The reason to chopper out to Platform Irene, four and a half miles off the Santa Barbara coast, in 37-mile-per-hour winds, was to film more of our interview with Peter Bernstein, as described yesterday.
The theme of this particular segment was “risk” — investing entails risk — and so we wanted a metaphor. Drilling for oil is risky. Choppers are risky. Thirty-seven-mile-an-hour winds, I kept pointing out to no avail, are risky.
The helicopter was a $7 million job owned by a subcontractor to the oil company. If you ask me, it looked pretty humble for $7 million. We were advised to be careful of the sliding-door railings — “don’t screw up the door, please” was more or less the instruction — because the door cost $130,000.
Two pilots, two engines, room for 12 passengers (we were 11, but with a fair amount of camera gear as well). First we were told to provide our weight — “This is not the time to lie!” I kept advising everyone, nervously. Then each of us was issued a Mae West, I think they were called, in the unlikely event of a mayday, like the ones they show you every time you take off on a regular jet, only this time I paid close attention. We also got headphones to drown out the noise.
Off we went from the Santa Barbara airport, a few miles out to sea and 35 miles up the California coast to Irene, cruising at just under 140 knots, which is to say about 175 miles an hour. Whoa, is that coastline beautiful! And what perspective it gives to see all this from the air. The first balloonists must have experienced an incredible thrill, centuries ago, seeing everything from above for the first time. And unlike them, we could steer.
Irene is the northernmost of a chain of offshore rigs that sit about 4.5 miles out to sea. It was built around 1986 on a square-mile federal lease that cost $40 million. (Don’t hold me to every detail of this, but I think I got it straight.) It cost maybe $120 million to build, although it is a fairly small rig. It sits in 285 feet of water and can sleep more than 50 people. Most of them share common quarters, but the foreman and the one female on board have private rooms. (“Is she the accountant or a roustabout?” I asked. “A roustabout,” I was told, “and you don’t want to mess with her — she can heft three guys over the side of this thing.”) They work two shifts, 12 hours on, 12 hours off, seven days straight, then seven days off. When no drilling is going on, the maintenance crew is about 20. From sea level to the top of the drilling derrick: 310 feet, like a 31-story building.
We touched down on the bull’s-eye of the helipad.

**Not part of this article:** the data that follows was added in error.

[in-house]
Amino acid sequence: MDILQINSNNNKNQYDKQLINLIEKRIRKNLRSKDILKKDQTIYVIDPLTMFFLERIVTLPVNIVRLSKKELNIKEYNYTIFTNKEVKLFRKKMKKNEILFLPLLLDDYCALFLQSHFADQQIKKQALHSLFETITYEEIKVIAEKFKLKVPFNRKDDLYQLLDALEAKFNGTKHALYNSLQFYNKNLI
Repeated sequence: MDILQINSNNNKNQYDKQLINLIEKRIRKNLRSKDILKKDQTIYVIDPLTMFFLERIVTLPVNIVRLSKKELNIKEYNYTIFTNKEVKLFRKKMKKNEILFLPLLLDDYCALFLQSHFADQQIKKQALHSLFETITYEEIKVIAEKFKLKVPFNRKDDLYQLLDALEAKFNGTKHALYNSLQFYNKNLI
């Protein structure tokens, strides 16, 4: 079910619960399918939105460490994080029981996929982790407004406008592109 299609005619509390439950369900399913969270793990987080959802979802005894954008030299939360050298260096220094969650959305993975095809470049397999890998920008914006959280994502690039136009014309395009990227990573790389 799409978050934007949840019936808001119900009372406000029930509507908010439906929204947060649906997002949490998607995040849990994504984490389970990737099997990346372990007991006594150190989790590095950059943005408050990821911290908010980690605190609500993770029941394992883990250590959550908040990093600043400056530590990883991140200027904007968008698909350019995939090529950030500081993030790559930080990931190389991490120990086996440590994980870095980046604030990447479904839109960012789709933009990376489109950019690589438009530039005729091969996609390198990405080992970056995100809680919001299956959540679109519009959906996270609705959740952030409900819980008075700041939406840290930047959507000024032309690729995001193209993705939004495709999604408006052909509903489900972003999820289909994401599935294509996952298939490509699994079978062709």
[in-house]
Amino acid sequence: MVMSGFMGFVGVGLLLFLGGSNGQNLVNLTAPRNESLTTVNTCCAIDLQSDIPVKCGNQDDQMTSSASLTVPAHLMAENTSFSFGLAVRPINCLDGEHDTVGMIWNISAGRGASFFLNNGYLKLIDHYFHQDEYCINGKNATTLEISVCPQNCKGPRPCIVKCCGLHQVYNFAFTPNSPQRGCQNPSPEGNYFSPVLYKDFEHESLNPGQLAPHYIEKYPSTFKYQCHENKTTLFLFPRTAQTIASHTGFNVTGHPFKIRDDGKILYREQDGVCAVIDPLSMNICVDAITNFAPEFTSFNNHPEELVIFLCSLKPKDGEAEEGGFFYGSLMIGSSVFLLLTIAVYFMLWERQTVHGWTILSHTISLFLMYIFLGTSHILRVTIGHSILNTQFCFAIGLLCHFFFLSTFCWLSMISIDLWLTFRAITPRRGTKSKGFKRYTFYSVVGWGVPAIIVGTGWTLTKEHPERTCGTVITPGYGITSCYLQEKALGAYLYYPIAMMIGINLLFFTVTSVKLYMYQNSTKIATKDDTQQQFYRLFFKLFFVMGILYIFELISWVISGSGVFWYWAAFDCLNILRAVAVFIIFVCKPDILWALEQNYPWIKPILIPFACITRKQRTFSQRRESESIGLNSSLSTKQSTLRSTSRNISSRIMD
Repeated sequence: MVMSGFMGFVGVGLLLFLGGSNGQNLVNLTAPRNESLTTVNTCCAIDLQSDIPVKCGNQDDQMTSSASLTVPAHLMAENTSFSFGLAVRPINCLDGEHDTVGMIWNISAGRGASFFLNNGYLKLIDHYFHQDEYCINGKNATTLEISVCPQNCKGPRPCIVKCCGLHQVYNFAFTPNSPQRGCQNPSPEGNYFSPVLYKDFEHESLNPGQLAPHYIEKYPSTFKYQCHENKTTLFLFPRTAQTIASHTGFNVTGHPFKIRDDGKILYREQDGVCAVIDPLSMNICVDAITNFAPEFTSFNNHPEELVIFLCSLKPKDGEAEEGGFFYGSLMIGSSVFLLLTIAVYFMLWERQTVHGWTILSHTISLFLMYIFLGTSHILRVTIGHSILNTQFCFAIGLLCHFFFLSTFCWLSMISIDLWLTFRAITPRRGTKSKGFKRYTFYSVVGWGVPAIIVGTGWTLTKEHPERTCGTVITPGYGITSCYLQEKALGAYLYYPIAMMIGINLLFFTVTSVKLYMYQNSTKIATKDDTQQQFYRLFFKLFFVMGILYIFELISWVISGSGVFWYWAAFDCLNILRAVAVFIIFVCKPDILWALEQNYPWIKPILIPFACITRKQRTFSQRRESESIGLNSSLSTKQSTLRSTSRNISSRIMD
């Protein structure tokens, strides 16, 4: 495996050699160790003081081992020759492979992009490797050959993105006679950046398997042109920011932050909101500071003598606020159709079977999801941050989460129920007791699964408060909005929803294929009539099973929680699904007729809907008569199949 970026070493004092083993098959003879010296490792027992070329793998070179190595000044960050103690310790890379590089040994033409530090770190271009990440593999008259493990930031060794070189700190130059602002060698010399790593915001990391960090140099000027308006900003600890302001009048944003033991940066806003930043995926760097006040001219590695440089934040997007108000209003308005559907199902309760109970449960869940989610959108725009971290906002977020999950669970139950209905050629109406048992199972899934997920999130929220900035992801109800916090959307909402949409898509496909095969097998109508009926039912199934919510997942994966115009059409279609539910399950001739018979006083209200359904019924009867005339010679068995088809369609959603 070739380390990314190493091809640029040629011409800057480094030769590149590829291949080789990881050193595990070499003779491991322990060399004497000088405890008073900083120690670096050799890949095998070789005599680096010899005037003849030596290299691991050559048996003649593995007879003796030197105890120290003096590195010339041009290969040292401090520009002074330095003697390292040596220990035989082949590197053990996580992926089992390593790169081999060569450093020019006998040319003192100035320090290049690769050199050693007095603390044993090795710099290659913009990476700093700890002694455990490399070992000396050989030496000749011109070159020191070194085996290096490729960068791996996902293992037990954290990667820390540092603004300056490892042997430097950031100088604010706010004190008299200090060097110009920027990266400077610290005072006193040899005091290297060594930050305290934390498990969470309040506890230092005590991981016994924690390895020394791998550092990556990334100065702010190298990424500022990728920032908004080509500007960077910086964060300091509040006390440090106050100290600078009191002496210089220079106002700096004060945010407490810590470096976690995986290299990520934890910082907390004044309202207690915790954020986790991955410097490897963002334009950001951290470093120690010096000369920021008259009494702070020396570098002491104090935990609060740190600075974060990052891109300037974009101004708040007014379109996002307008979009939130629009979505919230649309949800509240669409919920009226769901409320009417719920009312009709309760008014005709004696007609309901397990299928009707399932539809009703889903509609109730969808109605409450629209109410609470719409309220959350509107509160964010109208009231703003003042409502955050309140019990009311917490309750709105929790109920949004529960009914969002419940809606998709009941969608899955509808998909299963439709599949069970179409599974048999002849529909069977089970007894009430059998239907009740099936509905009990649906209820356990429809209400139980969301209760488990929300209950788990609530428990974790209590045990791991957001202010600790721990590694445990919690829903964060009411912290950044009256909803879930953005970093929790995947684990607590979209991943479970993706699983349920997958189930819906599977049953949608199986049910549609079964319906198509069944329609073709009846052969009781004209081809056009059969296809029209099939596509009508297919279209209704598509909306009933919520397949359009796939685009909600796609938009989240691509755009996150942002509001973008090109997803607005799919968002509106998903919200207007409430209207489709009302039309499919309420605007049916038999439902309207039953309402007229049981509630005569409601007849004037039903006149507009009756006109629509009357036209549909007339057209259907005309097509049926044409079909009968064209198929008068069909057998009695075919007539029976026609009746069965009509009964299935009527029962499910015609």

“Please be real careful about loose papers or anything else,” we were told before we were allowed to deplane (dechop?). “It’s really windy out there, and if anything blows over, we have to go get it.”
There is a full-time environmental and safety compliance officer on the rig, and he seems to take all this rather seriously. In all the years Irene has been out there, only a few people have fallen overboard, and no one has been lost. There were two roustabout corpses on the metal floor on one of the levels, but I was relieved to see they had been constructed as a joke from a variety of rig-based parts — fire extinguisher arms, steel pipe legs, safety goggles, boots, and so on. Very lifelike, but no actual ex-human components.
We were all issued hard hats and safety goggles, and when our sound man’s hard hat blew over the side, three guys in orange heavy-weather gear had to climb into a twin-engine motor boat, lowered a couple of hundred feet down to the swells and white caps below. They retrieved the hat (“waste not, want not,” I was thinking, but actually this was part of the environmental discipline: zero tolerance for debris) and a few minutes later, we watched as they were winched back up, dripping boat and all, by a single strand of cable, drenched from the sea, but triumphant.
After a safety briefing, we were given full run of the place. It’s a lot of see-through iron stairs, descending down to the lowest level platform, which on a really rough day the seas wash over. Sea lions were cavorting amongst the forest of vertical pipes rising from the ocean floor.
It was really neat. And to think: all that money flowing silently through those pipes. Irene’s a wealthy woman.
Tomorrow: Goodnight, Irene
Quote of the Day
If you ask me to name the proudest distinction of Americans, I would choose the fact that they were the people who created the phrase 'to make money.' . . . Men had thought of wealth as a static quantity, to be seized, begged, inherited, shared, looted or obtained as a favor. Americans were the first to understand that wealth has to be created.~Ayn Rand
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